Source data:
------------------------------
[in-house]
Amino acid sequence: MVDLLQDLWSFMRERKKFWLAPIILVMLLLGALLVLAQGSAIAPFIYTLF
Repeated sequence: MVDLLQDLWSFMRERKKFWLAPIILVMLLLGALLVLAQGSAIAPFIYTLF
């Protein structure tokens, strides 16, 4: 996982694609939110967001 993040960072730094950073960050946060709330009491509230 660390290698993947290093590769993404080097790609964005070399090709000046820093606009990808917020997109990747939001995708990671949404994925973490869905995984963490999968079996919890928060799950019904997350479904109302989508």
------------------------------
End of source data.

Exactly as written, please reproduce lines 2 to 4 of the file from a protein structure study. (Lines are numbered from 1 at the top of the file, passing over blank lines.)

Amino acid sequence: MVDLLQDLWSFMRERKKFWLAPIILVMLLLGALLVLAQGSAIAPFIYTLF
Repeated sequence: MVDLLQDLWSFMRERKKFWLAPIILVMLLLGALLVLAQGSAIAPFIYTLF
């Protein structure tokens, strides 16, 4: 996982694609939110967001 993040960072730094950073960050946060709330009491509230 660390290698993947290093590769993404080097790609964005070399090709000046820093606009990808917020997109990747939001995708990671949404994925973490869905995984963490999968079996919890928060799950019904997350479904109302989508």